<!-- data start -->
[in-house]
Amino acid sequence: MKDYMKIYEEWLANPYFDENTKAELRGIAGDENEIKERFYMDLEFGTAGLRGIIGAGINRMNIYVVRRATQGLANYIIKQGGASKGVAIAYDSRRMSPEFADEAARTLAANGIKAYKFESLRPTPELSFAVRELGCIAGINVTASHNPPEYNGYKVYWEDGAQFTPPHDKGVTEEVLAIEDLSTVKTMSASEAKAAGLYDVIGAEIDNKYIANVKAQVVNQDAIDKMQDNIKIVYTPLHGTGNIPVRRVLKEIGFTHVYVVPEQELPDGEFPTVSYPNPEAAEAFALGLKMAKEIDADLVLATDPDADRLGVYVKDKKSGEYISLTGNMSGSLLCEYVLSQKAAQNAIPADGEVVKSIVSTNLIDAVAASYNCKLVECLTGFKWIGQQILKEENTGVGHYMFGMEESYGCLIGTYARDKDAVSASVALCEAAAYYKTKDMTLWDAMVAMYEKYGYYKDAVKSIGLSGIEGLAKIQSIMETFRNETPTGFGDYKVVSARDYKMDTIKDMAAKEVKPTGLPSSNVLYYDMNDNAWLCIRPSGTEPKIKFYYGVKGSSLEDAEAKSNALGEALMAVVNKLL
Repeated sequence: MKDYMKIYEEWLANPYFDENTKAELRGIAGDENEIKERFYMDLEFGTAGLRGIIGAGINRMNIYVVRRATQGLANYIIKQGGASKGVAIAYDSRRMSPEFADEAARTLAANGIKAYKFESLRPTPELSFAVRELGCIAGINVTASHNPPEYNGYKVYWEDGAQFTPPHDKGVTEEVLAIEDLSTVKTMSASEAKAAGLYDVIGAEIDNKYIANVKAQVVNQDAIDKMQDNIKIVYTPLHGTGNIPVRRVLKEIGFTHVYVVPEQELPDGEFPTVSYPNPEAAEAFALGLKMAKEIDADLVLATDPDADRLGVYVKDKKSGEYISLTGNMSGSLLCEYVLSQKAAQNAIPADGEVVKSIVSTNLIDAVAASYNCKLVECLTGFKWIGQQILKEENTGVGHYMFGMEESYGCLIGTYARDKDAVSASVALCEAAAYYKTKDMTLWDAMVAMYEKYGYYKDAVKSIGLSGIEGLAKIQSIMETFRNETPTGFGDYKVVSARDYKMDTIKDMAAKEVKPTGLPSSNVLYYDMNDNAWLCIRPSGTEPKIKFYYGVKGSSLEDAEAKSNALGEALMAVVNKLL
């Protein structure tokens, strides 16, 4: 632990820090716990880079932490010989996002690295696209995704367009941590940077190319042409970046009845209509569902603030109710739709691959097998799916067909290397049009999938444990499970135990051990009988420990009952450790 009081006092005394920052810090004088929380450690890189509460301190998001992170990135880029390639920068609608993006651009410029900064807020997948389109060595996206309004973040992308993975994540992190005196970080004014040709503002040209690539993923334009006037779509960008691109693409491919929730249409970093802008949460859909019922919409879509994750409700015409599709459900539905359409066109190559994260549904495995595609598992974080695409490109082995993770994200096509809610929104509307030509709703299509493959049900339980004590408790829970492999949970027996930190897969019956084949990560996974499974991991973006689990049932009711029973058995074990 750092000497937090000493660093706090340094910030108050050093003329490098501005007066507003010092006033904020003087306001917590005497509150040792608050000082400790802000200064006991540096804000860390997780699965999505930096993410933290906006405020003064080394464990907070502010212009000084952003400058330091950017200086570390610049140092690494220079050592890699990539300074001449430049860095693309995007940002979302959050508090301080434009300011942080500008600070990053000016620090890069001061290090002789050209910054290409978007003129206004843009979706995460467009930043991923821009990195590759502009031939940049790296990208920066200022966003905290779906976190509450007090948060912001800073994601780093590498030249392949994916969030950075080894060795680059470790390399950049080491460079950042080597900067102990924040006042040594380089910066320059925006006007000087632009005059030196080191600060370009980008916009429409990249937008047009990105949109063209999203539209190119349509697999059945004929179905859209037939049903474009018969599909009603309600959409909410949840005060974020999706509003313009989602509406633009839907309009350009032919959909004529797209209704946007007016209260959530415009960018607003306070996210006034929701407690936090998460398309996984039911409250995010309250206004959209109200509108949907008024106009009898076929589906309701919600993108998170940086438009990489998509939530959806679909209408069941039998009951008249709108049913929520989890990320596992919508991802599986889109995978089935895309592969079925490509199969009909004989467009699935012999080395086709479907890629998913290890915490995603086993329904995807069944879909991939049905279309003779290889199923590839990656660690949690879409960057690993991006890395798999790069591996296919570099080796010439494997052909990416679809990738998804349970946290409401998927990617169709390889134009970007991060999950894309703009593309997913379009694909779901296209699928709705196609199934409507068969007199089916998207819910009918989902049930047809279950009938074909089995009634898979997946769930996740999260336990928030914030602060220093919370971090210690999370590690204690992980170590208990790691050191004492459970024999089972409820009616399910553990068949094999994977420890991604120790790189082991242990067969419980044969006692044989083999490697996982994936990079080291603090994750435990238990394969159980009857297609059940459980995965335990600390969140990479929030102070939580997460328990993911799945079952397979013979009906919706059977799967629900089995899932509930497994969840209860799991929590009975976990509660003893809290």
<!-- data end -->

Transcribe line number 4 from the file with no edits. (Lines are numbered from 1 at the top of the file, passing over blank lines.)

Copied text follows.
């Protein structure tokens, strides 16, 4: 632990820090716990880079932490010989996002690295696209995704367009941590940077190319042409970046009845209509569902603030109710739709691959097998799916067909290397049009999938444990499970135990051990009988420990009952450790 009081006092005394920052810090004088929380450690890189509460301190998001992170990135880029390639920068609608993006651009410029900064807020997948389109060595996206309004973040992308993975994540992190005196970080004014040709503002040209690539993923334009006037779509960008691109693409491919929730249409970093802008949460859909019922919409879509994750409700015409599709459900539905359409066109190559994260549904495995595609598992974080695409490109082995993770994200096509809610929104509307030509709703299509493959049900339980004590408790829970492999949970027996930190897969019956084949990560996974499974991991973006689990049932009711029973058995074990 750092000497937090000493660093706090340094910030108050050093003329490098501005007066507003010092006033904020003087306001917590005497509150040792608050000082400790802000200064006991540096804000860390997780699965999505930096993410933290906006405020003064080394464990907070502010212009000084952003400058330091950017200086570390610049140092690494220079050592890699990539300074001449430049860095693309995007940002979302959050508090301080434009300011942080500008600070990053000016620090890069001061290090002789050209910054290409978007003129206004843009979706995460467009930043991923821009990195590759502009031939940049790296990208920066200022966003905290779906976190509450007090948060912001800073994601780093590498030249392949994916969030950075080894060795680059470790390399950049080491460079950042080597900067102990924040006042040594380089910066320059925006006007000087632009005059030196080191600060370009980008916009429409990249937008047009990105949109063209999203539209190119349509697999059945004929179905859209037939049903474009018969599909009603309600959409909410949840005060974020999706509003313009989602509406633009839907309009350009032919959909004529797209209704946007007016209260959530415009960018607003306070996210006034929701407690936090998460398309996984039911409250995010309250206004959209109200509108949907008024106009009898076929589906309701919600993108998170940086438009990489998509939530959806679909209408069941039998009951008249709108049913929520989890990320596992919508991802599986889109995978089935895309592969079925490509199969009909004989467009699935012999080395086709479907890629998913290890915490995603086993329904995807069944879909991939049905279309003779290889199923590839990656660690949690879409960057690993991006890395798999790069591996296919570099080796010439494997052909990416679809990738998804349970946290409401998927990617169709390889134009970007991060999950894309703009593309997913379009694909779901296209699928709705196609199934409507068969007199089916998207819910009918989902049930047809279950009938074909089995009634898979997946769930996740999260336990928030914030602060220093919370971090210690999370590690204690992980170590208990790691050191004492459970024999089972409820009616399910553990068949094999994977420890991604120790790189082991242990067969419980044969006692044989083999490697996982994936990079080291603090994750435990238990394969159980009857297609059940459980995965335990600390969140990479929030102070939580997460328990993911799945079952397979013979009906919706059977799967629900089995899932509930497994969840209860799991929590009975976990509660003893809290």